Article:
Previous analysis of the class 1 outer-membrane (OM) protein of Neisseria meningitidis has identified discrete epitopes to be potential targets for immune attack. The conformation of these epitopes is important for inducing antibodies which can react with the native protein and promote complement-mediated lysis of the meningococcus. The multiple antigen peptide (MAP) system, which consists of an oligomeric branching lysine core to which are attached dendritic arms of defined peptide antigens, confers some conformational stability and also allows for the preparation of immunogens containing both B-cell and T helper (Th)-cell epitopes. In this study, MAPs were synthesized to contain (i) the subtype P1.16b meningococcal class 1 protein B-cell epitope (B-MAP), and (ii) the P1.16b epitope in tandem with a defined Th-cell epitope, chosen from tetanus toxin (BT-MAP). The B-MAP was non-immunogenic in animals. In contrast, incorporation of the Th-cell epitope into BT-MAP induced a strong humoral response towards the class 1 protein B-cell epitope. Antisera from immunized mice and rabbits reacted in ELISA with synthetic peptides containing the B-cell epitope, and also cross-reacted with meningococcal OMs from strains of subtype P1.16b and P1.16a. Murine and rabbit antisera showed similar reactivity and epitope specificity, but did not react with denatured class 1 protein in Western blotting, indicating the predominance of antibodies directed towards conformational epitopes. The antisera from rabbits immunized with BT-MAP promoted complement-mediated bactericidal killing not only of the homologous meningococcal subtype P1.16b strain but also of subtype P1.16a.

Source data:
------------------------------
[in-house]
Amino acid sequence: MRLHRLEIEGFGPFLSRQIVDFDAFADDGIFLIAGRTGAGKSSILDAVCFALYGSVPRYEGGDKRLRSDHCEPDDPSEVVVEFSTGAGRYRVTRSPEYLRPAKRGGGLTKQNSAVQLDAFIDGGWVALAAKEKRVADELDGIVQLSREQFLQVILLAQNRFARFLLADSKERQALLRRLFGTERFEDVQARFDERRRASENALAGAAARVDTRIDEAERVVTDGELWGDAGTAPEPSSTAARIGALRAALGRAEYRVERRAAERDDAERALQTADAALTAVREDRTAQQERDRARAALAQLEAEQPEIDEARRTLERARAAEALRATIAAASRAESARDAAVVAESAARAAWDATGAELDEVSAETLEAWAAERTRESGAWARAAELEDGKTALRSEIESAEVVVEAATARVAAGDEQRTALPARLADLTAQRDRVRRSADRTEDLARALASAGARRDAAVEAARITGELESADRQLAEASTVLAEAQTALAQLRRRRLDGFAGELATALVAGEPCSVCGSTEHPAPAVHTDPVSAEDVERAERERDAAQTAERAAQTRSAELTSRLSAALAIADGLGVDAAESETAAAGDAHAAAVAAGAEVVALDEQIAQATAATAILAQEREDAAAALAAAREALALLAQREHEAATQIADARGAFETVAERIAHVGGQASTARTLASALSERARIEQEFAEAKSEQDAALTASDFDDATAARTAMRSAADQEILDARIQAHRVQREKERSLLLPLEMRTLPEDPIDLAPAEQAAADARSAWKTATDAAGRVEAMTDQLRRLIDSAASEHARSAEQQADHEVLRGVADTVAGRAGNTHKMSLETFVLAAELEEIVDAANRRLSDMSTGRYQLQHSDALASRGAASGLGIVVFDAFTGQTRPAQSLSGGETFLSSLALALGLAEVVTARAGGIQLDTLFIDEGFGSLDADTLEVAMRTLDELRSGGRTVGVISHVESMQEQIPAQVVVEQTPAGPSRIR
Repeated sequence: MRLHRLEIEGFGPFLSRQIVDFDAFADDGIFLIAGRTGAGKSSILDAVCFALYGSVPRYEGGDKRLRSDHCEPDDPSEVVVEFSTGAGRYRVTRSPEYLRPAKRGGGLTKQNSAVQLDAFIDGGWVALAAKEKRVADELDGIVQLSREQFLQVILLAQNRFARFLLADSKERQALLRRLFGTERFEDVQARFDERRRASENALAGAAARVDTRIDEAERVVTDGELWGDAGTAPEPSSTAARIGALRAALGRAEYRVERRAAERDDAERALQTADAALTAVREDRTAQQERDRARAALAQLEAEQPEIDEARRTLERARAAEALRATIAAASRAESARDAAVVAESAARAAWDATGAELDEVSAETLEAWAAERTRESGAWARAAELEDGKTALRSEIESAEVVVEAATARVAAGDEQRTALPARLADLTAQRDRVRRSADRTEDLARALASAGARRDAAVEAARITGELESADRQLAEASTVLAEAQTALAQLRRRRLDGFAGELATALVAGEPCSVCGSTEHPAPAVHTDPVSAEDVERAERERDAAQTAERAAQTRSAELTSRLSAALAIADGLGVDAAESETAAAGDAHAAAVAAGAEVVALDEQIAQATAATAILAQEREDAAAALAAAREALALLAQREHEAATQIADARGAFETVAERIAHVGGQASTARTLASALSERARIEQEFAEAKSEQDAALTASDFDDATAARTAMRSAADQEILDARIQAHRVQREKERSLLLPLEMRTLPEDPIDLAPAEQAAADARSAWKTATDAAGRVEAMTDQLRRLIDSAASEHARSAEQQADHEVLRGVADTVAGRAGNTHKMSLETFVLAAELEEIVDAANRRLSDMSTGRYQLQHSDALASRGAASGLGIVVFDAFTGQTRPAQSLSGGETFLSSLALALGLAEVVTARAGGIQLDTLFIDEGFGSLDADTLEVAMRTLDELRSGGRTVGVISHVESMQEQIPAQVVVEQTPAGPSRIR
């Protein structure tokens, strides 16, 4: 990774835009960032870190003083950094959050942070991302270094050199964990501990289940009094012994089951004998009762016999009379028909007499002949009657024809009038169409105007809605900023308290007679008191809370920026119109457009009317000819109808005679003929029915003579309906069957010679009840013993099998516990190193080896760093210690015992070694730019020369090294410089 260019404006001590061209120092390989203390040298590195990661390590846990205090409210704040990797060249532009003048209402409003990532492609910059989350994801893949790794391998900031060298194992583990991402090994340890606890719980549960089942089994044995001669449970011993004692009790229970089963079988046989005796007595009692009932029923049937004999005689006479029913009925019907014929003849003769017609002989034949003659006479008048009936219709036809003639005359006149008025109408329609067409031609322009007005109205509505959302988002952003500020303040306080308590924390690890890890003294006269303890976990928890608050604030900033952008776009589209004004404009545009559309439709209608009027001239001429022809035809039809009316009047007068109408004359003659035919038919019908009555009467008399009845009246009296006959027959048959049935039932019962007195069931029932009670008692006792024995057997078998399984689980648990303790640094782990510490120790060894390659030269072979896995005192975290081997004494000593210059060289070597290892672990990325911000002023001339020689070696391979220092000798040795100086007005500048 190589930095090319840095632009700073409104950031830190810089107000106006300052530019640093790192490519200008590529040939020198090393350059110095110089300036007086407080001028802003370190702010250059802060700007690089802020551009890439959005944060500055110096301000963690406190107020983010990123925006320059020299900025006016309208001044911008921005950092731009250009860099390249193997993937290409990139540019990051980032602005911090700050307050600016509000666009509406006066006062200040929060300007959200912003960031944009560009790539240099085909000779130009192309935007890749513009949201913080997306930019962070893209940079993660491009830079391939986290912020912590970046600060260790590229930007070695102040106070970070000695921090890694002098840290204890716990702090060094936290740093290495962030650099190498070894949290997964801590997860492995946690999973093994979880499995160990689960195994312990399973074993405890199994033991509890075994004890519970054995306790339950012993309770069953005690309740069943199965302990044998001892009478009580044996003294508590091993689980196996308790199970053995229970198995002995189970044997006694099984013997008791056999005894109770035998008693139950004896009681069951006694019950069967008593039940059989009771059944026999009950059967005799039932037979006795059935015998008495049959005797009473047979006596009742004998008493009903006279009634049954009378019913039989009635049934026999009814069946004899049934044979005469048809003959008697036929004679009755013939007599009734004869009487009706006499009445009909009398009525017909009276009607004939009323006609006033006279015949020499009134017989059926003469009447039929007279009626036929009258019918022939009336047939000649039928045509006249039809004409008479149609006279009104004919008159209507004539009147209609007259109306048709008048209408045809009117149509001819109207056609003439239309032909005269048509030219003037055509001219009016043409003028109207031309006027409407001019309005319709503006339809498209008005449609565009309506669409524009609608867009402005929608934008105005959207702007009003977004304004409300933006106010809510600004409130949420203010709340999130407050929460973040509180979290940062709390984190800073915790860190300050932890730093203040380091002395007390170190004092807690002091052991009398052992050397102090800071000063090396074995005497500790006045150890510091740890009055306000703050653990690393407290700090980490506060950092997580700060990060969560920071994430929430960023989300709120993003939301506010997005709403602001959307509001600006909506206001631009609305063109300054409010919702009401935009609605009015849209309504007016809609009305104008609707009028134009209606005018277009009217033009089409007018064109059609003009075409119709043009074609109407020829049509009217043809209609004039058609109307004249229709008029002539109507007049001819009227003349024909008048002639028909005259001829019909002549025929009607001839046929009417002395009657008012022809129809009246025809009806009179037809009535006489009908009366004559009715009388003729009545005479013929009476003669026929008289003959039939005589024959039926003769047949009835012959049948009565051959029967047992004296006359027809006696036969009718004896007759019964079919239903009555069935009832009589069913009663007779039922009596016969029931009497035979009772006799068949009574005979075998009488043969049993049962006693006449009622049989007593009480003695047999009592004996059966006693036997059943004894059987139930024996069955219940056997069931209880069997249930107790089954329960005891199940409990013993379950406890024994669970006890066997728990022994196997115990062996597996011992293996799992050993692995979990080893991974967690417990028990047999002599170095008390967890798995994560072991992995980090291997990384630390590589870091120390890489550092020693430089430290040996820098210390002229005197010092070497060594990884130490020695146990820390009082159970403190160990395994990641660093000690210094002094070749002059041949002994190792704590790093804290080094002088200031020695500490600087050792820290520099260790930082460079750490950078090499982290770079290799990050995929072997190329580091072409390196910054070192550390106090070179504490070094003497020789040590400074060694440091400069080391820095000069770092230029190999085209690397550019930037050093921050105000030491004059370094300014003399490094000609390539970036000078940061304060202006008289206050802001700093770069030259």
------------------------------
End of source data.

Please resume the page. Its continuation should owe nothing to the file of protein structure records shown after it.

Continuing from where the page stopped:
Article metrics loading...

Loading full text...

Full text loading...


Most cited this month Most Cited RSS feed

This is a required field
Please enter a valid email address
Approval was a Success
Invalid data
An Error Occurred
Approval was partially successful, following selected items could not be processed due to error